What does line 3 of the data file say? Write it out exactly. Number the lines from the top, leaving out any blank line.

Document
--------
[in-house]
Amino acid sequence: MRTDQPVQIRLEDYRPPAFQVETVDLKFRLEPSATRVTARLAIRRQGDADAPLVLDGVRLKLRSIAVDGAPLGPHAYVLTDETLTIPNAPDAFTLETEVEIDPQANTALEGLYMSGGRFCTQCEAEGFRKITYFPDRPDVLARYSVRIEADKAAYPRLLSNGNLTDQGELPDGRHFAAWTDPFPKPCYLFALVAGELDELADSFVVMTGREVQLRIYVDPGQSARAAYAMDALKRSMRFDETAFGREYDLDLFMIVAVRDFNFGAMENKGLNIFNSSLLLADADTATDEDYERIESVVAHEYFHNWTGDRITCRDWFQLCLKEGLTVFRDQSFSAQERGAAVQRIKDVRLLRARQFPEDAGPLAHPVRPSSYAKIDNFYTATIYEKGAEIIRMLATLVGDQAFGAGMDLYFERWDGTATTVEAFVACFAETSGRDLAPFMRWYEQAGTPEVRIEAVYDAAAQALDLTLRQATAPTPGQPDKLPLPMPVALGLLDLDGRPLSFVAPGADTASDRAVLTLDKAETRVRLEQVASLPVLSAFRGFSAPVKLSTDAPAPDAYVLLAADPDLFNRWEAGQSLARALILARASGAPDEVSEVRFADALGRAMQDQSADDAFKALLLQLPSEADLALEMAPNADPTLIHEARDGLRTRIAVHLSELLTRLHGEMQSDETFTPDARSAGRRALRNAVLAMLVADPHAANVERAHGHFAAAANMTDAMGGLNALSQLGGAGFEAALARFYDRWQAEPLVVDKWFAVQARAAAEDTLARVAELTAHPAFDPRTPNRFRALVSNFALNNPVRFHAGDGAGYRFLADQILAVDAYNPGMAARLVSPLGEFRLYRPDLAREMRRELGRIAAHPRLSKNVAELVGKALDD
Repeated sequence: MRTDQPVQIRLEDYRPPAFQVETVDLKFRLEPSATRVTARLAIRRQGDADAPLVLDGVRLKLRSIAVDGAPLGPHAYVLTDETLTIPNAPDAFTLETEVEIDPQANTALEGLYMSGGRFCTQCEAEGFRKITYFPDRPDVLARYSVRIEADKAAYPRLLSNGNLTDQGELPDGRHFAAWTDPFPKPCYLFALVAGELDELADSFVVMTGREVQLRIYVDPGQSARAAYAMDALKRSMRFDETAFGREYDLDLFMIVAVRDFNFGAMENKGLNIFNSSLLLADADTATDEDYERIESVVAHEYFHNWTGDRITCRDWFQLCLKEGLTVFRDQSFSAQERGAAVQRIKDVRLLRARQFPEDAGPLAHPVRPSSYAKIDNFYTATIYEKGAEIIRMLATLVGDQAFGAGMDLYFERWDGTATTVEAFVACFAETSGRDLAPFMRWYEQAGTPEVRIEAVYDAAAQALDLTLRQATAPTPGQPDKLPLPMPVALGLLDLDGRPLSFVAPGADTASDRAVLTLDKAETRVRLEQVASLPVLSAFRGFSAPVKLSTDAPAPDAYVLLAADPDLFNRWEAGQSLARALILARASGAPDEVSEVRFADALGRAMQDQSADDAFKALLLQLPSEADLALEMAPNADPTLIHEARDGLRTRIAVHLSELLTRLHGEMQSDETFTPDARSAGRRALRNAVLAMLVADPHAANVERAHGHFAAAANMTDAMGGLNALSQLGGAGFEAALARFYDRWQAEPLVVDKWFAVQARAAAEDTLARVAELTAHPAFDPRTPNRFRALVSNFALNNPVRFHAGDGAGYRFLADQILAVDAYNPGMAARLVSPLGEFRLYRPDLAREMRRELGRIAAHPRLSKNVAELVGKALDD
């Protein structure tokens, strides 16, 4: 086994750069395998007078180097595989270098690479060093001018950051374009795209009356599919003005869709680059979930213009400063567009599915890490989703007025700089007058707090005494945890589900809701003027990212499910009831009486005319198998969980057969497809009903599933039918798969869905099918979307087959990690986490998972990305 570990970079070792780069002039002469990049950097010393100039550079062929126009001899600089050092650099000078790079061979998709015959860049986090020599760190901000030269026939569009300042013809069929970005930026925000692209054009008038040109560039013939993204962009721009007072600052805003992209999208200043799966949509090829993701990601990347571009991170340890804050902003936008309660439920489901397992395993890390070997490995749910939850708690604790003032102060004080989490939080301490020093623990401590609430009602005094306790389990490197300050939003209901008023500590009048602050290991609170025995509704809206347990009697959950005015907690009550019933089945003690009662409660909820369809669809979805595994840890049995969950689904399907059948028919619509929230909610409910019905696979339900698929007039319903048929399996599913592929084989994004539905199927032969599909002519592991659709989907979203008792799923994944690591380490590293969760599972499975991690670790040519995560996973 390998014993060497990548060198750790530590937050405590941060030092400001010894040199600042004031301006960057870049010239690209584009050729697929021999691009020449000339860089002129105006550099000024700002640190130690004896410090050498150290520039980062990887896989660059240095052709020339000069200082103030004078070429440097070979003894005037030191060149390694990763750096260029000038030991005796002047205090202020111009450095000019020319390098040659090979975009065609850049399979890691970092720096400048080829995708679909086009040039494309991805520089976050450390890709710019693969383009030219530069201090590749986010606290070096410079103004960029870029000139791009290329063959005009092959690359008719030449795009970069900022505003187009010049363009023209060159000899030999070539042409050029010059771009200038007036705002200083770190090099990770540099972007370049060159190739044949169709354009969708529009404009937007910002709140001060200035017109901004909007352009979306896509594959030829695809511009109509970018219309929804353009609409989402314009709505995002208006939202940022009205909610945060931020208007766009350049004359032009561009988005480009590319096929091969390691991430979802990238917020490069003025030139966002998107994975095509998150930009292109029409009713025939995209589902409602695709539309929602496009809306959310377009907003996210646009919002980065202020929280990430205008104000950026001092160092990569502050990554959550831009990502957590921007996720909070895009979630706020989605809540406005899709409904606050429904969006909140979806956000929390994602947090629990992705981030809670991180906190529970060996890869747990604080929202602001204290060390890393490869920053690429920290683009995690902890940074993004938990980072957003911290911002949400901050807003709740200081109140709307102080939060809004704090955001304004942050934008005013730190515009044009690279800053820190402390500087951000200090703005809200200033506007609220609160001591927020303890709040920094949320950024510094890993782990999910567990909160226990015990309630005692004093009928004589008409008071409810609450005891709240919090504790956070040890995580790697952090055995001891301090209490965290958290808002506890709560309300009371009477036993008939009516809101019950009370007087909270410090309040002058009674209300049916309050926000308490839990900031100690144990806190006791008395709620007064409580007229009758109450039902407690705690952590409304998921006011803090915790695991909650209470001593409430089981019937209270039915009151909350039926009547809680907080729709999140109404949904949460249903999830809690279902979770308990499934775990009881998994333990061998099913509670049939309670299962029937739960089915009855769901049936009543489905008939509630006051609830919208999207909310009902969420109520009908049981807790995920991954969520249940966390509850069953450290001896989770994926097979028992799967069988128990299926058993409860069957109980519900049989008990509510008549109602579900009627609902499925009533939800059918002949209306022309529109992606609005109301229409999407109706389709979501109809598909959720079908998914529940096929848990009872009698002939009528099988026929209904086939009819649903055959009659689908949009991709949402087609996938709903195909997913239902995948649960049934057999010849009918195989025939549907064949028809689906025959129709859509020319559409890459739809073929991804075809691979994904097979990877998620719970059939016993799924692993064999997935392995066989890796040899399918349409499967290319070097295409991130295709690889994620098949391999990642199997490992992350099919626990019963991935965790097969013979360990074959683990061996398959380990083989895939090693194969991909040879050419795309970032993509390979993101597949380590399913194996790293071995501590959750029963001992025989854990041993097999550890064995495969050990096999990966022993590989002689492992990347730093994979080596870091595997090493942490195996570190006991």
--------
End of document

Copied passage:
Repeated sequence: MRTDQPVQIRLEDYRPPAFQVETVDLKFRLEPSATRVTARLAIRRQGDADAPLVLDGVRLKLRSIAVDGAPLGPHAYVLTDETLTIPNAPDAFTLETEVEIDPQANTALEGLYMSGGRFCTQCEAEGFRKITYFPDRPDVLARYSVRIEADKAAYPRLLSNGNLTDQGELPDGRHFAAWTDPFPKPCYLFALVAGELDELADSFVVMTGREVQLRIYVDPGQSARAAYAMDALKRSMRFDETAFGREYDLDLFMIVAVRDFNFGAMENKGLNIFNSSLLLADADTATDEDYERIESVVAHEYFHNWTGDRITCRDWFQLCLKEGLTVFRDQSFSAQERGAAVQRIKDVRLLRARQFPEDAGPLAHPVRPSSYAKIDNFYTATIYEKGAEIIRMLATLVGDQAFGAGMDLYFERWDGTATTVEAFVACFAETSGRDLAPFMRWYEQAGTPEVRIEAVYDAAAQALDLTLRQATAPTPGQPDKLPLPMPVALGLLDLDGRPLSFVAPGADTASDRAVLTLDKAETRVRLEQVASLPVLSAFRGFSAPVKLSTDAPAPDAYVLLAADPDLFNRWEAGQSLARALILARASGAPDEVSEVRFADALGRAMQDQSADDAFKALLLQLPSEADLALEMAPNADPTLIHEARDGLRTRIAVHLSELLTRLHGEMQSDETFTPDARSAGRRALRNAVLAMLVADPHAANVERAHGHFAAAANMTDAMGGLNALSQLGGAGFEAALARFYDRWQAEPLVVDKWFAVQARAAAEDTLARVAELTAHPAFDPRTPNRFRALVSNFALNNPVRFHAGDGAGYRFLADQILAVDAYNPGMAARLVSPLGEFRLYRPDLAREMRRELGRIAAHPRLSKNVAELVGKALDD